June 9, 2016 by ACE Physical Therapy and Sports Medicine Institute  
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Smoking, Osteoarthritis of the knee and Physical Therapy
by ACE Physical Therapy and Sports Medicine Institute

Tid Bits of Info.

  • Oxygen content can elevate in the blood as quickly as 1 week following the cessation of the smoking habit.
  • There are more than 4000 chemicals in cigarette smoke and at least 50 have been proven to be carcinogenic.
  • Decreasing the oxygen content in the blood leads to an increase in lactic acid during exercise and a decrease in muscular endurance.
  • It is predicted that “smokers” are 50% or greater more likely to suffer an injury than “non-smokers”.
  • Seek advice and treatment from a Physical Therapist if you get injured and in addition they can help you find a smoking cessation program.

Some recent studies indicate that people who smoke cigarettes are less likely to develop Osteoarthritis (OA) of the knee. These studies should not be taken as a recommendation for smoking cigarettes. Healthcare professionals have thousands of studies that show the detrimental effects of smoking on the human body. The link between smoking and OA is not clear, and it would be nearly impossible to support the habit of smoking simply to reduce the chances of developing OA in the knee joint.

Smoking and Overall Health

When people smoke, they ingest several thousand chemicals with every inhale of smoke. The chemicals have been proven to be harmful to the human body.   Some of these chemicals are carcinogenic while others can lead to hypertension by distributing tar and nicotine in the blood vessels of the body. Smoking can impede healing because the carbon monoxide in the smoke can “steal” the oxygen from the red blood cell. Injuries need richly oxygenated blood to heal. Anything that decreases the oxygen content in the blood can inhibit the healing process. All healthcare professionals including Physical Therapists should provide educational materials regarding smoking cessation. Most hospital centers have smoking cessation programs and patients should be encouraged to seek out help to stop smoking. Their ability to stop smoking will enhance their ability to heal if they get injured.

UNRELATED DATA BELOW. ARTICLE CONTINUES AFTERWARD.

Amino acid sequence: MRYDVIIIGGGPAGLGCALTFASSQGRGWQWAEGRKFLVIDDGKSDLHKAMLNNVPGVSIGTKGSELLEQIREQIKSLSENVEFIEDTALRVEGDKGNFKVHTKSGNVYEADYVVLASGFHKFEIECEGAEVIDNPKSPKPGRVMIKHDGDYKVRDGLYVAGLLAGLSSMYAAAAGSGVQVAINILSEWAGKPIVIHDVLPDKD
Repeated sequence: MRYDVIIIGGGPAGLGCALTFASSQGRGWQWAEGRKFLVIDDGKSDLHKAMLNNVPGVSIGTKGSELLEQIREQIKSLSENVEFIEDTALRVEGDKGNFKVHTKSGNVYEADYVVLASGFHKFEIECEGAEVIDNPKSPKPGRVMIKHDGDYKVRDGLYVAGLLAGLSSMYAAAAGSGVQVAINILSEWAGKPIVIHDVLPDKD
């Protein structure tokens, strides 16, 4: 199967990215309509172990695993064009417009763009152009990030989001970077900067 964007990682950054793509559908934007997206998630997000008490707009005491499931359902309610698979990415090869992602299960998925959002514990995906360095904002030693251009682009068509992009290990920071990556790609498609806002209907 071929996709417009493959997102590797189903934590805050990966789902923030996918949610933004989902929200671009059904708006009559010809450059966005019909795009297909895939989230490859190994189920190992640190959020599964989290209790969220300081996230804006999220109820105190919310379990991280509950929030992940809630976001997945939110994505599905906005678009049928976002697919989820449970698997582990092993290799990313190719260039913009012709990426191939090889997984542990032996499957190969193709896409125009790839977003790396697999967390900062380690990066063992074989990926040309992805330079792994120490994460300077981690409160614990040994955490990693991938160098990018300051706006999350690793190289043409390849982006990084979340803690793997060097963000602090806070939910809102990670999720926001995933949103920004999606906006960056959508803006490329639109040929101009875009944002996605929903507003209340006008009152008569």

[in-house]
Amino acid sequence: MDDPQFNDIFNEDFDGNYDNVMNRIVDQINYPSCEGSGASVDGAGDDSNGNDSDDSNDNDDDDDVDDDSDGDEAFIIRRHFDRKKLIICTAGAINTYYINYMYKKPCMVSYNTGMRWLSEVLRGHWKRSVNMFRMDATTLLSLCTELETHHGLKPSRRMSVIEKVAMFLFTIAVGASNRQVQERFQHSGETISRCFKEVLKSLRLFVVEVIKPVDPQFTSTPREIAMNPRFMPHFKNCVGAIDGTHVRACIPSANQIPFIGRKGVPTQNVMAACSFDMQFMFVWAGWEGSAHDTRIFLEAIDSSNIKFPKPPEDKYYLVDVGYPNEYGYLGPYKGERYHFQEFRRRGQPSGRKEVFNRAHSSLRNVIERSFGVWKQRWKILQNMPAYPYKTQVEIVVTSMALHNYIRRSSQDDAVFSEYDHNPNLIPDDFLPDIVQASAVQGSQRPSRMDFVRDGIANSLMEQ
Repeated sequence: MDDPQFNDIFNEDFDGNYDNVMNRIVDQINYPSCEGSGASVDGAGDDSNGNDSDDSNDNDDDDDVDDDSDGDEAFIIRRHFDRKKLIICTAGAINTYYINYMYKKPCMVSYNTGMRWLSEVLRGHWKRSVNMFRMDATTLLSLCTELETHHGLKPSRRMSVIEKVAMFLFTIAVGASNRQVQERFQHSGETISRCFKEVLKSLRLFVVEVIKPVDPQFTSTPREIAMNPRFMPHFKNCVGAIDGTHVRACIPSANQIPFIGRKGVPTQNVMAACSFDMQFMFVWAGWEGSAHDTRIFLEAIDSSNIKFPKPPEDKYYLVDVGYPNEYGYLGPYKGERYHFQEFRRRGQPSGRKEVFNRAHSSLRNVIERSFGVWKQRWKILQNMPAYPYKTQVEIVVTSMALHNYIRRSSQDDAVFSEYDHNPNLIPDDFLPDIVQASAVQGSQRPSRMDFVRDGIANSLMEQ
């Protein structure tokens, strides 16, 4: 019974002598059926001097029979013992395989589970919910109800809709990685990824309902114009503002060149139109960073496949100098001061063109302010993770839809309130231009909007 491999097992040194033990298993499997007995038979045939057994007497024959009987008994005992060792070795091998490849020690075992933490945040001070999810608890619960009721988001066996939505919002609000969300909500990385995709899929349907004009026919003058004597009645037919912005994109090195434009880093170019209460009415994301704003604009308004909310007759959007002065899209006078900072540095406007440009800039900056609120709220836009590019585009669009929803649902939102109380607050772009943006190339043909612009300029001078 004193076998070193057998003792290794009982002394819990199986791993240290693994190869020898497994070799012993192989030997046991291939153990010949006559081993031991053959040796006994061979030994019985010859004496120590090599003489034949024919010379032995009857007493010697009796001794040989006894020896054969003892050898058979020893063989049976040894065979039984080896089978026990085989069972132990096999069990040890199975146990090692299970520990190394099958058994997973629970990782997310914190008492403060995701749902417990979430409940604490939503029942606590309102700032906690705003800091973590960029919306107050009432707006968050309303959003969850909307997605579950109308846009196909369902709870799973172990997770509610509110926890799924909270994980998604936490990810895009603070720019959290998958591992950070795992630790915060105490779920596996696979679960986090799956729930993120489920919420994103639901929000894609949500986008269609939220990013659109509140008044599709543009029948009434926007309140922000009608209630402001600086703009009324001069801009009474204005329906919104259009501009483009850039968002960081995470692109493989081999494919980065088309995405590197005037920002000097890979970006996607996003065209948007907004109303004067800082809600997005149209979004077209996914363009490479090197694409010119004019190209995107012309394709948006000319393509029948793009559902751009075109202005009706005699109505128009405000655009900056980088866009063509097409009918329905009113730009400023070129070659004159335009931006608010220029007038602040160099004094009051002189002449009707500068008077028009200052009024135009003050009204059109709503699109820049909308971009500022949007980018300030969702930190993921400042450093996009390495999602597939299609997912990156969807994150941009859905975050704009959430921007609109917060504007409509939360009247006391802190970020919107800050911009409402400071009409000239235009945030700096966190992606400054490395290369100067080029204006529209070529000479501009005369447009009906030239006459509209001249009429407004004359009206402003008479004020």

Treating Osteoarthritis

The first goal in treating Osteoarthritis is prevention because there is no known cure for the damage when it has progressed to the most severe state. Osteoarthritis of the knee joint is extremely common in the active population. The articular cartilage (hyaline cartilage) can withstand a tremendous amount of compressive and sheer force, but too much of any of these can lead to the “break-down” of the cartilage surface.

Every day Physical Therapists work with patients facing challenges from OA knee joints. The goal of the rehabilitation programs is to prevent the progression of arthritis and help the patient maintain the highest level of function. The program will consist of exercises to stretch and strengthen the muscles and soft tissue surrounding the joint. Maintaining enhanced strength and flexibility will stabilize the joint and enable the joint to deal with the stresses that occur during activities of daily life.

Osteoarthritis can affect any joint of the body but weight bearing joints are much more susceptible to OA than non-weight bearing joints. Findings of studies that indicate that “smokers” might be less prone to developing OA exist but the detrimental effects of smoking far surpass any possible benefit. Healthcare professionals including Physical therapists need to be more aggressive with presenting information to their patients regarding smoking cessation programs. There is a slight chance that smoking might help someone avoid OA in their knees, but it is almost certain that smoking will be detrimental to their health if they do it for a long period of time.

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